If you don’t know, Goodreads is basically an online platform where readers can keep track of books they read and want to read, and rate them, and write reviews, and communicate with other readers and (in some instances) authors. I don’t really hang out there much, but I’ve been poking my nose in a bit over the past few months because SHIT is going DOWN and I love a good train wreck.
It’s pretty much insanity. I’m not going to link to any of the incidents because I don’t want to give any of them more traction, but take my word for it when I say shit is cray cray. Authors have been calling Goodreads reviewers cows and bitches in emails and on Twitter; authors and their friends have been going on massive negative rants on Twitter and blogs about Goodreads and reviewers in general or specific; authors and their agents and their friends have publicly stated they’re going to try to skew review rankings. The list of stupidity pretty much goes on and on.
Dear authors: we remember this shit. Really. I will read any book, regardless of author actions, if it is amazing enough, but if I see you being an asshole I will remember it and I will read your book last and I will get it from a bargain bin because I don’t like giving money to assholes. Especially if you’re an asshole to other bibliophiles. It’s just not cool, guys.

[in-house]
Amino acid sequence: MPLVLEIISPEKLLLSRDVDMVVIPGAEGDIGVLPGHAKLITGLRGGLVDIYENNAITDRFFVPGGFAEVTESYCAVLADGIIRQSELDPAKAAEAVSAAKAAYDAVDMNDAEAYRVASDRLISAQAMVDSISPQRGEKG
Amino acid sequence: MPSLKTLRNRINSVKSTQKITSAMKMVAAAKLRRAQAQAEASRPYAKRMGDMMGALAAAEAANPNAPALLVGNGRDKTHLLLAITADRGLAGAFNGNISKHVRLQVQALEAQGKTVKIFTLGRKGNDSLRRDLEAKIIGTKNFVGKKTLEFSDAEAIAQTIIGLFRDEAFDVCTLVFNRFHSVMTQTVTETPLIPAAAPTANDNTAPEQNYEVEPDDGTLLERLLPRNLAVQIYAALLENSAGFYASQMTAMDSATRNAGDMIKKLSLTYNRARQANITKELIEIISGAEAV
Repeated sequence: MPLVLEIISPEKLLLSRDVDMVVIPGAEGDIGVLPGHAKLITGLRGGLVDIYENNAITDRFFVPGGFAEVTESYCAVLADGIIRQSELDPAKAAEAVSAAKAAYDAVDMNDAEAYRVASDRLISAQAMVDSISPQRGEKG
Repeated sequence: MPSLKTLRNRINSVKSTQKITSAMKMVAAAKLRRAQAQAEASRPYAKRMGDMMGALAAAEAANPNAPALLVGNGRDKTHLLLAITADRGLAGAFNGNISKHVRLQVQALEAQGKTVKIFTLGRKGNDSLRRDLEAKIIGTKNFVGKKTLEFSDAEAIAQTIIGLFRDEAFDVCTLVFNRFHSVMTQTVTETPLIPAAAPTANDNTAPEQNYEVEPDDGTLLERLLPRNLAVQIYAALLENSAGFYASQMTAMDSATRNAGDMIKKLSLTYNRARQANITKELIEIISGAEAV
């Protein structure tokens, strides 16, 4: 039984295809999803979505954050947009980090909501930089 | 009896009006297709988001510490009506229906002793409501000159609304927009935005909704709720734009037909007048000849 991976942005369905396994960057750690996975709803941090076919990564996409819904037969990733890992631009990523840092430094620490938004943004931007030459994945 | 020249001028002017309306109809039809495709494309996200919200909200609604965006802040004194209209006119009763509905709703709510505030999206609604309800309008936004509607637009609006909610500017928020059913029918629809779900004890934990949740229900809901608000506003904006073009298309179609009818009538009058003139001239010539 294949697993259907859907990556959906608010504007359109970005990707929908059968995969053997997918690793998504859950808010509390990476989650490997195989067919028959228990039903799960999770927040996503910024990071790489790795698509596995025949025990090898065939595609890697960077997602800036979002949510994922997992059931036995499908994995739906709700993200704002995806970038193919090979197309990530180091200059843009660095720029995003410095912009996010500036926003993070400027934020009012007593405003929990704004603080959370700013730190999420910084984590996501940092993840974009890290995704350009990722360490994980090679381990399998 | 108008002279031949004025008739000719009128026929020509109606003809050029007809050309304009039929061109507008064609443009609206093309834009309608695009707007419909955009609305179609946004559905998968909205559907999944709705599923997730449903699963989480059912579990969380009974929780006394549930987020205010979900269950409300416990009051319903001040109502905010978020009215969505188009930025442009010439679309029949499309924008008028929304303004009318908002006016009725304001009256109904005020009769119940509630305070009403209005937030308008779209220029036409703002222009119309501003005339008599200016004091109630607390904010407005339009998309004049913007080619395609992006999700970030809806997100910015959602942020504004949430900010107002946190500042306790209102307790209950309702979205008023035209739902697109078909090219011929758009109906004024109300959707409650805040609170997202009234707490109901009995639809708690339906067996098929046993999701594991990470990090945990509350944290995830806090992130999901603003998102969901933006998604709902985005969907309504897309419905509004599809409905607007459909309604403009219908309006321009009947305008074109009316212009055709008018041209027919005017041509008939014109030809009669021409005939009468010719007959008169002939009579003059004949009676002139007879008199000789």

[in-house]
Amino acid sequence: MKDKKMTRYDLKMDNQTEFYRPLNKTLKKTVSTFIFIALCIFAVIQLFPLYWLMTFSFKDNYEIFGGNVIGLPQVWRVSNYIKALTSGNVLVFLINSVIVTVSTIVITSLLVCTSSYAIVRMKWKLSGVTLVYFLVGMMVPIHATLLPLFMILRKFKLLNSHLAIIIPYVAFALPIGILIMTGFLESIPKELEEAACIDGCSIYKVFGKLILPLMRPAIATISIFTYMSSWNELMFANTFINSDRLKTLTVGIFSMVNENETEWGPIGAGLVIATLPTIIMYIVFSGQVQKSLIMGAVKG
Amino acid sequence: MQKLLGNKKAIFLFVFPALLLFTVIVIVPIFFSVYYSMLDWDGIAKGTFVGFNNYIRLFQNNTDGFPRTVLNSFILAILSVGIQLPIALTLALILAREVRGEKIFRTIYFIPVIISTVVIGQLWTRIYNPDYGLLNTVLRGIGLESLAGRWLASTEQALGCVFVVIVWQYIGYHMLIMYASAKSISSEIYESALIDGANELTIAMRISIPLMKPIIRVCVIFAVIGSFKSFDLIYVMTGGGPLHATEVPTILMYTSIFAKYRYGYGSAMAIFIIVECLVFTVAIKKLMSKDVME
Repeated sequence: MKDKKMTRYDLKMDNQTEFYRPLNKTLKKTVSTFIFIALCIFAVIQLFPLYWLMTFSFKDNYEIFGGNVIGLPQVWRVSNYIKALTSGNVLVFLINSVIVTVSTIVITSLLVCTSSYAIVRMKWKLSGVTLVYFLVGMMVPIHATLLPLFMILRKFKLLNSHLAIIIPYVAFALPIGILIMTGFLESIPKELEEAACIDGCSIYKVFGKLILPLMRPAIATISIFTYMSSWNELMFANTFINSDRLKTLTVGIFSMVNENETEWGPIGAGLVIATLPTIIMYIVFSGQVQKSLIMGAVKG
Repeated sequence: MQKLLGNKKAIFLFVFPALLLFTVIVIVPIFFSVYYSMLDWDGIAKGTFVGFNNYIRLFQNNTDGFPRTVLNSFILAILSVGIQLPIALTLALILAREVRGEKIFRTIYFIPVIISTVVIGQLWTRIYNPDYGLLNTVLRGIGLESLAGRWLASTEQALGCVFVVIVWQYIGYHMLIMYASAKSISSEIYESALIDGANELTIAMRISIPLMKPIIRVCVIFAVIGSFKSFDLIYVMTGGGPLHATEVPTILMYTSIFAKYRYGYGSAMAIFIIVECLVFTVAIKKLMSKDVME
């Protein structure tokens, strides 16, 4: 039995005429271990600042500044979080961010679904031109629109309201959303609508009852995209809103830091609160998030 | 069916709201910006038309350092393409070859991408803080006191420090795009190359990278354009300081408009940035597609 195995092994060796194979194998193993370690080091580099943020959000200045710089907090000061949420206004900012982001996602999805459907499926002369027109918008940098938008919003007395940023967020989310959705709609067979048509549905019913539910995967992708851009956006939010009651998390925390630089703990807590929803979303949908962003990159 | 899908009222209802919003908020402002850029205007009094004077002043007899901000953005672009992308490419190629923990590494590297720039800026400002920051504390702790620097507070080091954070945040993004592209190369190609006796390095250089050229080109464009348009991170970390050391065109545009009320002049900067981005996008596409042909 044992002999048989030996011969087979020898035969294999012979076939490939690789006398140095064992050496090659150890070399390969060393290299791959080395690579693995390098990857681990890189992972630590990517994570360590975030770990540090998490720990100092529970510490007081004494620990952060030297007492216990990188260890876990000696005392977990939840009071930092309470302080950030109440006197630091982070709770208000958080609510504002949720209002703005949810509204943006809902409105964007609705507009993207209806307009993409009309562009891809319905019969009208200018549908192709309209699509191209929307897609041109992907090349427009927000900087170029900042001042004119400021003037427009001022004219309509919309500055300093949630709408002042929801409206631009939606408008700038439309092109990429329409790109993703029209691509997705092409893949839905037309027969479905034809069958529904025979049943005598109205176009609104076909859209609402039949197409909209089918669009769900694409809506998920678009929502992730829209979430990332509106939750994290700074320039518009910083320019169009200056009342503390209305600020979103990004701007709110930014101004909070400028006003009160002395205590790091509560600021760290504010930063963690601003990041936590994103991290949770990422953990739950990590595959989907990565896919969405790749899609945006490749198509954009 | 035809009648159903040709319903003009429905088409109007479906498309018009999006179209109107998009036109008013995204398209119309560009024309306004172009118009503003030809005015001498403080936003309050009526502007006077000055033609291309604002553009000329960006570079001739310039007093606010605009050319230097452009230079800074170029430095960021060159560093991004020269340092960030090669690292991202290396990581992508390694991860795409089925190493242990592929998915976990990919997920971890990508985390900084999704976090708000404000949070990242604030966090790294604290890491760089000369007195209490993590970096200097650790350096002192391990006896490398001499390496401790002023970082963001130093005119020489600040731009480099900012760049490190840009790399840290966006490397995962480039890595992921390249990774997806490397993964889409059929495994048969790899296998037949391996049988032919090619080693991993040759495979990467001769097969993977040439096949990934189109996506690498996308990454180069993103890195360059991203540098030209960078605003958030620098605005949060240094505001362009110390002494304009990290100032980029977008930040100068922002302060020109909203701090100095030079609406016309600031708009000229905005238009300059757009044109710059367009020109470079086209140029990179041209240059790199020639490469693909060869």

In the name of promoting peace and decreasing stupidity throughout the internet, I offer a few guidelines for the world of online book reviewing. Not all of these are directed at authors.
1. Authors should not comment on reviews of their own books. The only possible exception is to thank the reviewer. But no trying to explain something the reviewer missed, or telling them they’re wrong or missed the point. And no getting your friends to do it for you. You’re not going to convince anyone to change their mind, and you look bad. Just don’t.
2. Authors should not ask their friends to help skew review rankings, either on Goodreads or Amazon or wherever. It’s totally understandable to want to “sink” bad reviews, so that the good reviews are near the top to help sell your book, but ethics aside you don’t want to deal with the public backlash if you’re found out. And seriously, have the sense to not talk about it on Twitter, and be careful with emails. Once you hit “send,” it’s no longer yours.
3. A reviewer not finishing a book does not make that review invalid. I hate when I see people say this. Hate. Basically, the sentiment is “your review is invalid because you didn’t finish the book so you don’t know everything that happened—you can’t judge the entire thing.” Well, no. Not finishing the book is kind of a judgment in itself. If a person dislikes a book enough that they stop reading, what happens at the end does not matter because the rest of the book wasn’t strong enough to carry the reader to the end. I want to stop seeing this argument.
4. No personal attacks, by reviewers or authors. File under: be nice on the internet. (Or, you know, everywhere.) Just don’t be that person.
Basically, it all boils down to this: authors, don’t shit on reviewers. Reviewers aren’t simply book-lovers (i.e., the target audience of an author), they’re hardcore book-lovers, they’re people who love books enough that they want to critique them and analyze them and talk about them with their friends. They’re the book-lovers other book-lovers look to for guidance. And they will remember.